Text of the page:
iCloud photos and security in the spotlight
Unless you've been living under a rock for the past few days (in which case you've made a good decision in coming straight here), you'll undoubtedly have heard about the publication of many private photos from over a hundred different celebrities.
This breach in privacy is something that's been tied to iCloud, but it isn't entirely to blame. It has been made apparent that these photos have been collected for some time from numerous sources. Such a breach tends to lead to large prison sentences and no doubt the same will occur here, but I think many people are underestimating just how much data from iCloud was stolen.
What data does iCloud hold?
Here at Reincubate, we love giving people access to their data. After suffering data loss ourselves we know how much it means to get it back. In recent weeks we've been building and launching an API to pull down and parse your iCloud data (if your company might have a use for this kind of service, let's chat) so we know a thing or two about the excellent security that protects your data, as well as just what can be achieved by knowing the Apple-ID and password combination.
With your credentials in hand and iPhone Backup Extractor with iCloud functionality, you can extract your iPad or iPhone photos (as we all are now very aware), but you can also extract all your SMS data, contacts, app-specific information (WhatsApp etc) to only name a few! Furthermore, you'll have access to other iCloud functionality that isn't stored within the backup, things like tracking your iPhone's location or downloading the files you've stored within the iCloud, such as documents, calendar, bookmarks and more. Handy!
This is absolutely fantastic when you've lost your phone and are able to save those baby pictures, that business contact or that video of fluffy. While equally not so fantastic when this information is in the hands of a malicious third-party.
How was the data leaked?
As mentioned above, you need the Apple-ID / username combination to access this data. There's no other way around it. (Unless of course you've got a team of world-class cryptographers performing novel mathematics to break the leading standard in encryption, but then you'd most likely have better things to be doing). Finding the Apple-ID of a user isn't easy for the vast majority of people, but remember this is just an email address and depending on your presence online, concealing your email can be difficult. While many people will use different passwords for different services (as well you should), we rarely use a different email address, so having discovered an email address used for one service it's not too great an intellectual leap to presume it will be correct for others.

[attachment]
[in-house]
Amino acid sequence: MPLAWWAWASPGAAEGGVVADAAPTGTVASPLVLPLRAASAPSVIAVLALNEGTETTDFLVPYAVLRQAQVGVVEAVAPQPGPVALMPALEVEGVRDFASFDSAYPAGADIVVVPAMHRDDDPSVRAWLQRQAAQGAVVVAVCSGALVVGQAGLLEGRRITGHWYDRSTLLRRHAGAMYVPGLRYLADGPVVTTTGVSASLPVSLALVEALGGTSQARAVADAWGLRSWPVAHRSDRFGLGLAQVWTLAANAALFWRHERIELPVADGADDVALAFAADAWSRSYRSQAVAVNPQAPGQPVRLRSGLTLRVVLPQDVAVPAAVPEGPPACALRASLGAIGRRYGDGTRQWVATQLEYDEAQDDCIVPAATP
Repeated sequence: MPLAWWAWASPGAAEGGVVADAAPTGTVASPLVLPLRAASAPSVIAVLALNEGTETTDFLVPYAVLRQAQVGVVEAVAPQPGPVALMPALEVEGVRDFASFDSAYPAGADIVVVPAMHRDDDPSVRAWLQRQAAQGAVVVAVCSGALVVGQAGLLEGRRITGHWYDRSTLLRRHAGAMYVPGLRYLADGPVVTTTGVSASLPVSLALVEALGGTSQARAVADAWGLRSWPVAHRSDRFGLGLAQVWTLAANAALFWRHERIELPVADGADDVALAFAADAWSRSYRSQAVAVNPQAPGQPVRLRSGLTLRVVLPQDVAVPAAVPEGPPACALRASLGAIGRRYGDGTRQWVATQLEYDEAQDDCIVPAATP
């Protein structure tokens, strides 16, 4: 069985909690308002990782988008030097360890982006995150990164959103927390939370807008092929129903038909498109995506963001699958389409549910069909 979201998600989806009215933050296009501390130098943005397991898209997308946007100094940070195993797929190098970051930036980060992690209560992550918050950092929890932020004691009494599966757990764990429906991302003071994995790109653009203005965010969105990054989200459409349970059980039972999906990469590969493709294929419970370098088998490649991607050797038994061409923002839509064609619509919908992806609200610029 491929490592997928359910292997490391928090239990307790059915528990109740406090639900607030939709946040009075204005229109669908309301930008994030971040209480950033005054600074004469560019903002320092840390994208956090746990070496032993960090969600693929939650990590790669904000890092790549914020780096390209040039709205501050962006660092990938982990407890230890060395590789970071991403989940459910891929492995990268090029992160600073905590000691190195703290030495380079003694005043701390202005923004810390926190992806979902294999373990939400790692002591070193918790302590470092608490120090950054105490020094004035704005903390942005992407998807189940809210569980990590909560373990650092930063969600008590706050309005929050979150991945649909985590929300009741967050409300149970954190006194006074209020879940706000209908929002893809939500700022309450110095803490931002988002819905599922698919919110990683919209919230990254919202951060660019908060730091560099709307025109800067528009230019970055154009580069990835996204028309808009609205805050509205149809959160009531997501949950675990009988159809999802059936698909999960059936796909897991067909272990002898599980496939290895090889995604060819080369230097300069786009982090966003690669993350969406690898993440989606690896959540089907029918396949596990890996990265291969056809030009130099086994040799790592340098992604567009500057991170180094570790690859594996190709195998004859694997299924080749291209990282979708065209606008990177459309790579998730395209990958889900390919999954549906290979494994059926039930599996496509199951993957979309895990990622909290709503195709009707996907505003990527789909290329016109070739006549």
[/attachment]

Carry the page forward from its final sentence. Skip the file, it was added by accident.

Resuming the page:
So we're then left with the password which can be guessed or reset. Resetting the password requires either access to the email account or knowledge of the various secret questions that you have set - this information however can be difficult to come by. Guessing on the other hand requires literally no knowledge about the account owner! The natural response for any company serious about security then, is to make the guessing hard. If you have an Apple account you may remember the myriad of rules your password had to meet to be considered usable, which is the first technique used to make things harder for an attacker. No longer will access be granted thanks to the naïve user who sets their password as
123456, or the forever self-non-fulfilling
"OK great, we have strong (ish) passwords, now what?"
Well, the second portion of the problem is guessing lots of times. In this case, there are a couple of nice approaches. One is to make the procedure slow by either performing many thousands of hash iterations or by using a "slow" algorithm (this is a nice article talking about it in more depth, you know, if you're into that kind of thing). While this reduces the number of attempts that can be made per second, more can be done and in the majority of cases it is. We have multiple safeguards in place to ensure that brute forcing of accounts simply cannot be completed.
There are various techniques that can be implemented (log-in attempts can be monitored and accounts disabled if suspicious activity is found for example), but the problem in this case was that there was a log-in API that didn't have any additional protection. Attackers found that the Find My iPhone API would allow for any number of password attempts, meaning that they simply had to try a list of commonly used passwords, hoping that one of them worked.
That's it. It was that easy.
But not anymore, as soon as the flaw was revealed Apple punctually patched it. Apple takes a number of precautions to prevent unauthorized access to user data by third parties, but it is in your own duty to secure your data as well, be it with Apple's iCloud or other apps and services.